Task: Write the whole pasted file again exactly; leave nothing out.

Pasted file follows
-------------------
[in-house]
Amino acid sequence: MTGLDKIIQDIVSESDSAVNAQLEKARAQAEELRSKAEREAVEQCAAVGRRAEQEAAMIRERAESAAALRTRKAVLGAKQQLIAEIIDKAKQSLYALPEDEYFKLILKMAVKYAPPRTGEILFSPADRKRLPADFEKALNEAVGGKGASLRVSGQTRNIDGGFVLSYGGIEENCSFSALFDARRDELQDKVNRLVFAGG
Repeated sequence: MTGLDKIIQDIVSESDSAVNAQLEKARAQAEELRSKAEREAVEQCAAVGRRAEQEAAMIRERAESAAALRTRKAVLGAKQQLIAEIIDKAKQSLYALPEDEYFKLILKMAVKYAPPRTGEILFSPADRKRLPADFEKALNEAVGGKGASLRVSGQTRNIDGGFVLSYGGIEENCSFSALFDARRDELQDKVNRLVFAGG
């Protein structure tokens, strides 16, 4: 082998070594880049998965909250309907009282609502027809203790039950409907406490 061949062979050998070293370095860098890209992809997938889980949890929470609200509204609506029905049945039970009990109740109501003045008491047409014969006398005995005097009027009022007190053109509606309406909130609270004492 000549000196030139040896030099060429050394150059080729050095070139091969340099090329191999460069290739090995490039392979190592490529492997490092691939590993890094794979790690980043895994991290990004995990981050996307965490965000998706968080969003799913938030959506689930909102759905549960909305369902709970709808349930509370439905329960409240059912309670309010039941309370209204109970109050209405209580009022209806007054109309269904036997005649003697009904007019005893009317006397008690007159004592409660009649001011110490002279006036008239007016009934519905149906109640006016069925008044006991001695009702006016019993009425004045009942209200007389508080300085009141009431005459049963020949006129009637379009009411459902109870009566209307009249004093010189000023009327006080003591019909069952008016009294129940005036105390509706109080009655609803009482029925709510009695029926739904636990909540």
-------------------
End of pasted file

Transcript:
[in-house]
Amino acid sequence: MTGLDKIIQDIVSESDSAVNAQLEKARAQAEELRSKAEREAVEQCAAVGRRAEQEAAMIRERAESAAALRTRKAVLGAKQQLIAEIIDKAKQSLYALPEDEYFKLILKMAVKYAPPRTGEILFSPADRKRLPADFEKALNEAVGGKGASLRVSGQTRNIDGGFVLSYGGIEENCSFSALFDARRDELQDKVNRLVFAGG
Repeated sequence: MTGLDKIIQDIVSESDSAVNAQLEKARAQAEELRSKAEREAVEQCAAVGRRAEQEAAMIRERAESAAALRTRKAVLGAKQQLIAEIIDKAKQSLYALPEDEYFKLILKMAVKYAPPRTGEILFSPADRKRLPADFEKALNEAVGGKGASLRVSGQTRNIDGGFVLSYGGIEENCSFSALFDARRDELQDKVNRLVFAGG
């Protein structure tokens, strides 16, 4: 082998070594880049998965909250309907009282609502027809203790039950409907406490 061949062979050998070293370095860098890209992809997938889980949890929470609200509204609506029905049945039970009990109740109501003045008491047409014969006398005995005097009027009022007190053109509606309406909130609270004492 000549000196030139040896030099060429050394150059080729050095070139091969340099090329191999460069290739090995490039392979190592490529492997490092691939590993890094794979790690980043895994991290990004995990981050996307965490965000998706968080969003799913938030959506689930909102759905549960909305369902709970709808349930509370439905329960409240059912309670309010039941309370209204109970109050209405209580009022209806007054109309269904036997005649003697009904007019005893009317006397008690007159004592409660009649001011110490002279006036008239007016009934519905149906109640006016069925008044006991001695009702006016019993009425004045009942209200007389508080300085009141009431005459049963020949006129009637379009009411459902109870009566209307009249004093010189000023009327006080003591019909069952008016009294129940005036105390509706109080009655609803009482029925709510009695029926739904636990909540």